Do patents inhibit research?

A newly published paper by Fiona Murray, Philippe Aghion, Mathias Dewatripont, Julian Kolev, and Scott Stern asks whether patents inhibit researchers from exploring new directions for their research. The American Economic Association published a research highlight post today explaining the methods and conclusions of the paper.

Here is a quick summary: data and research tools in the sciences are increasingly covered by patents, making it costly or impossible for researchers who did not develop a set of data or a set of tools for analyzing data in their field to use these data or tools. In cancer research, many studies are conducted using genetically engineered mice. DuPont had patents on two methods for the genetic engineering mice, patents which it agreed to open up to researcher at a much lower cost than before, in two Memoranda of Understanding with the NIH in 1998 and 1999. A third method was not included in these agreements and remained as costly as it had been for researchers to access. This set up a natural experiment.

The result: mice covered by the DuPont-NIH agreements were involved in more research exploring new directions than mice that were not so covered. The authors of the paper found good ways to use citation and keyword data to capture this effect. Quoting from the research highlight post, we get to the crux of their findings:

The authors find clear evidence that the patents protecting Cre-lox and Onco limited the scope of scientific inquiry by genetics researchers, but the best policy for reducing this type of harm isn’t clear.

Open science: why is it so hard?

OK, I am becoming obsessed with Lemire’s blog. One more post from there now, and back to my own work I go. Incidentally, the book by Michael Nielsen discussed below is sitting in my queue of e-books I really should be reading yesterday. (Once again, I have snipped most of the text of the post, for which I strongly recommend that you visit the source.) And before I go, let me obey Lemire’s injunction and repeat: scholarship is not a publishing business.

Open science: why is it so hard?:



Thus, a much more significant vision is Nielsen’s open science. Michael Nielsen is arguing for a culture shift in science: from a science obsessed with individual performance (and publications) to a science culture resembling more that of open source software or wikipedia.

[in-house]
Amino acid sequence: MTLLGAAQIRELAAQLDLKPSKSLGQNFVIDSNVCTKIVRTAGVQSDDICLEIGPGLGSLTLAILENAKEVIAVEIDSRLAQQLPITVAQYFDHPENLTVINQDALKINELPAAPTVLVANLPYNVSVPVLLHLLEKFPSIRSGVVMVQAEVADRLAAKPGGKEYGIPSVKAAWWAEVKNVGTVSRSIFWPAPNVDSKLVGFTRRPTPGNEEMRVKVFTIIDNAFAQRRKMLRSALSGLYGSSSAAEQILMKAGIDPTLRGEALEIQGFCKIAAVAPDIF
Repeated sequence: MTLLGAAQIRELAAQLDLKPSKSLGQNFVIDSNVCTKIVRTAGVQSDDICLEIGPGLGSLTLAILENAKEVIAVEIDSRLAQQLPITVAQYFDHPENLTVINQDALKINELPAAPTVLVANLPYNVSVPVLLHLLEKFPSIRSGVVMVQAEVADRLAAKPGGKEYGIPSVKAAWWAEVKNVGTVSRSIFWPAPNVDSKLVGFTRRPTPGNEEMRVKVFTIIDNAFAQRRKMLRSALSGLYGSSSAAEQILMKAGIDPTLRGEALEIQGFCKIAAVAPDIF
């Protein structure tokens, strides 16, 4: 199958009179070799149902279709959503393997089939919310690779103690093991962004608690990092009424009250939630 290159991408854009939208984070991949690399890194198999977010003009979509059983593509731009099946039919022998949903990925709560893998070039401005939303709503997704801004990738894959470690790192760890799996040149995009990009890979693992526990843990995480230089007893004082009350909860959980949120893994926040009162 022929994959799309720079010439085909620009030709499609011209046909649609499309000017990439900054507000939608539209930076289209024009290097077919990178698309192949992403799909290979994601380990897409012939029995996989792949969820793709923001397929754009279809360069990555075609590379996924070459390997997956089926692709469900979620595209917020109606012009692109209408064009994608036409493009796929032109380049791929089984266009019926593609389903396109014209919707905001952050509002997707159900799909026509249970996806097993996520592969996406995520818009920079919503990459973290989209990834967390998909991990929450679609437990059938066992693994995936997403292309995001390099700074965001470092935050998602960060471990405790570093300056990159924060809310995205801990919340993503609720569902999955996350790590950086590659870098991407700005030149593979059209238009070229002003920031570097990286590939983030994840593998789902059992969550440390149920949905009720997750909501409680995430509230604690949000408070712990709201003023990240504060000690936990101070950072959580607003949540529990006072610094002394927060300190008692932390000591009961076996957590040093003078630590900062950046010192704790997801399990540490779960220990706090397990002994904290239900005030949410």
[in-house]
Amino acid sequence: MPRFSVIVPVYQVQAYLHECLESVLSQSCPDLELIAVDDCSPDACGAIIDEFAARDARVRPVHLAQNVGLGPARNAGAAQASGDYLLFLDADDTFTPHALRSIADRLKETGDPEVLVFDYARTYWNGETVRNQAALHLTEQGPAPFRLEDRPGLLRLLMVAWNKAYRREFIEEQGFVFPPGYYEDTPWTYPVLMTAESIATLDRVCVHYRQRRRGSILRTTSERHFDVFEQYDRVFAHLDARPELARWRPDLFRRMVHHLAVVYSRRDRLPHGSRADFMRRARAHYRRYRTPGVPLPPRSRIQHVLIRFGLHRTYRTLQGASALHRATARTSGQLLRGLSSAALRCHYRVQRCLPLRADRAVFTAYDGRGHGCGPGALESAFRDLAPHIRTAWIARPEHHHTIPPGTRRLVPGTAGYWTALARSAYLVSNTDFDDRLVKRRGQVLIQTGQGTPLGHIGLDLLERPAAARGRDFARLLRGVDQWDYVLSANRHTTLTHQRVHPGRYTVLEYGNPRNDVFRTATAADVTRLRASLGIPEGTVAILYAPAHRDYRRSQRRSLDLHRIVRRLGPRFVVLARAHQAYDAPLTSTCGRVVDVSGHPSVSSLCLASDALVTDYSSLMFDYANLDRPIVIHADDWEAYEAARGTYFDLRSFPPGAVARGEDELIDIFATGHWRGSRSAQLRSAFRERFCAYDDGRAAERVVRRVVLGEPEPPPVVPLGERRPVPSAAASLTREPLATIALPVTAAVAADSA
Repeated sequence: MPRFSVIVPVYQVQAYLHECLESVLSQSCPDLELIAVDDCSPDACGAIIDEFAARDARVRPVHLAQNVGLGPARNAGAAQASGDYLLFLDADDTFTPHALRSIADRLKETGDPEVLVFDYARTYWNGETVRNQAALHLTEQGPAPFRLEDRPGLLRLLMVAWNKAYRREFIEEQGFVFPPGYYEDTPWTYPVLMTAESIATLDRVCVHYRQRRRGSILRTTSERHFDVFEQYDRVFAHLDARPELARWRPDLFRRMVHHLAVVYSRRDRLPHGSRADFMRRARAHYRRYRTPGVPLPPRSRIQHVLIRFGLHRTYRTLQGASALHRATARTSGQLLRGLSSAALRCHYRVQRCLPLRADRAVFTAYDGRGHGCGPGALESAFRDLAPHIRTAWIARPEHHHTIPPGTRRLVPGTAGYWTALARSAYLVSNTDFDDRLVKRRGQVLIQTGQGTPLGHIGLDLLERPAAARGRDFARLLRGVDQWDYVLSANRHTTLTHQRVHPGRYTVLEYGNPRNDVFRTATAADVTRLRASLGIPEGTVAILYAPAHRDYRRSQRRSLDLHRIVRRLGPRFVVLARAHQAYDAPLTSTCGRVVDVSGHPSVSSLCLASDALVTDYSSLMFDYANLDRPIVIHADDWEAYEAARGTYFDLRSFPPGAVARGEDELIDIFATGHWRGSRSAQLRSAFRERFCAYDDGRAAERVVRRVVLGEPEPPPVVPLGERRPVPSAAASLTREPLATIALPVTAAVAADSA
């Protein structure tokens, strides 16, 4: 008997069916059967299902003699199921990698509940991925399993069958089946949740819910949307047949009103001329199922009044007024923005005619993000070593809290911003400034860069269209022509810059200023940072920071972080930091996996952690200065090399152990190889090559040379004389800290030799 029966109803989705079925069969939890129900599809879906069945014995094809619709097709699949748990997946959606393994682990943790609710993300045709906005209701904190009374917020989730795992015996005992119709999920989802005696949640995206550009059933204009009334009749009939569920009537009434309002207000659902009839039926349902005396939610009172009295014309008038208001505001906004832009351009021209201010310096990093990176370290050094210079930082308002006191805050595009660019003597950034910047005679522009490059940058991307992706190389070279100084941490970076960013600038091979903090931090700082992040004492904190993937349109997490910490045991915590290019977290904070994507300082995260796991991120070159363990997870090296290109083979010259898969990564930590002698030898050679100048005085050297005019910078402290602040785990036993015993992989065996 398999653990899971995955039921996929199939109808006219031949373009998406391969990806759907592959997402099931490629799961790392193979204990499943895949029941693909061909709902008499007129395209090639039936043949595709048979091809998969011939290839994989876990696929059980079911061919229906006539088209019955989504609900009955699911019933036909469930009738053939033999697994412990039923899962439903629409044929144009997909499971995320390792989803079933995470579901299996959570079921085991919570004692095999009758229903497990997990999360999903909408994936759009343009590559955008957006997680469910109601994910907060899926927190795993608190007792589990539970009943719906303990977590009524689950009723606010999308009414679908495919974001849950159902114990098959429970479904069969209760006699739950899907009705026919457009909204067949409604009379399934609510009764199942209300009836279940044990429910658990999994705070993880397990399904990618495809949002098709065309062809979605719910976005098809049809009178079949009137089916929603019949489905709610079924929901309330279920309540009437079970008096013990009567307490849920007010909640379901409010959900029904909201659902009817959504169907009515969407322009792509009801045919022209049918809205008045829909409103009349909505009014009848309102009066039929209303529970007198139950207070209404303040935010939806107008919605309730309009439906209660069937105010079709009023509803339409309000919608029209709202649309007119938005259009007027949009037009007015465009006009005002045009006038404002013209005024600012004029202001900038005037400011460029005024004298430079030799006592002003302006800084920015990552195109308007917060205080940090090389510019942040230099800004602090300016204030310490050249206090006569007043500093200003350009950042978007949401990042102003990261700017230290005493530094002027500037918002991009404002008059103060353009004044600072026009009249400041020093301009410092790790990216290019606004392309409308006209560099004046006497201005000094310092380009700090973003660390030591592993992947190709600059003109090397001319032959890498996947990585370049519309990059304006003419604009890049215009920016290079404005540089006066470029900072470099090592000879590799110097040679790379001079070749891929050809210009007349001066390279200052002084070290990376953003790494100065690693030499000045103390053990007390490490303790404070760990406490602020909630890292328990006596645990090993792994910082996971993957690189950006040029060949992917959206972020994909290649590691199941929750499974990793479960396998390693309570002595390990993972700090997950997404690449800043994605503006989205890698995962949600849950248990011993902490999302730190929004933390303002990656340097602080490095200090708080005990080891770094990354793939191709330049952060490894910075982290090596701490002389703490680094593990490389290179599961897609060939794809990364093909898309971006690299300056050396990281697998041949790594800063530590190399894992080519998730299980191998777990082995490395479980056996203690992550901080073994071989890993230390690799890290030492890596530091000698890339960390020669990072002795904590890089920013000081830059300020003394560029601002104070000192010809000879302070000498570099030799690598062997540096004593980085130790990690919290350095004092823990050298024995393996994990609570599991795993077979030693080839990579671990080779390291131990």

I fear however that despite all the (well deserved) press that Michael Nielsen’s latest book has been getting, too few people understand the importance of this shift. It is not about becoming hippies. It is not a socialist utopia. On the contrary, the system we have right now is akin to an highly regulated industry. All power is in the hands of the government and a few large organizations (universities, publishers) working in tandem. The barrier to entry is maintained artificially high. Open science is really about creating “open markets” with freer exchanges. It has the potential to boost our collective productivity by orders of magnitude through the removal of unneeded friction.


And we finally get a hint at why it is so hard it is to open up science: the business of science has become intertwined with businesses like the publishing business. ACM has to speak both as an association of computing professionals, and as a publishing house.

What should be a critical support service, the publication of results, ends up driving much of our culture. The journals become the science. The medium becomes the message.

In effect, we have too much organizational scarring tissue in science. It could be that we need to reboot the system. As a starting point, we should collectively recognize the problem. Repeat after me: scholarship is not a publishing business.

Further reading:


The ACM charges the authors of any conference for the publication of proceedings. However, they do not require payment for publishing in their journals: instead they request page charges.

Bacteria that channel Elinor Ostrom

This blog post, from Not Exactly Rocket Science, caught my attention. I blogged about it in my more general-audience blog. Here I want to elaborate a little bit on the connection with Elinor Ostrom’s work. Ostrom studies how various human societies have evolved mechanisms to manage common property resources. She shows how in many cases these mechanisms lead to much better outcomes for the users of the commons than what the plain old game theoretic foundation of the “tragedy of the commons” that we teach undergraduate students (and graduate students, too) leads us to believe. I like how the study of bacteria I started this post with shows the same idea operating via chemical signals and evolutionary pressures in populations of bacteria. Surely humans can continue to evolve useful mechanisms to manage their own common property resource problems better, if bacteria can. Note that the bacteria in this study did not have a uniformly good solution: only if the population of the colony gets large enough does the evolutionary advantage of cheaters evaporate. But it does evaporate, eventually.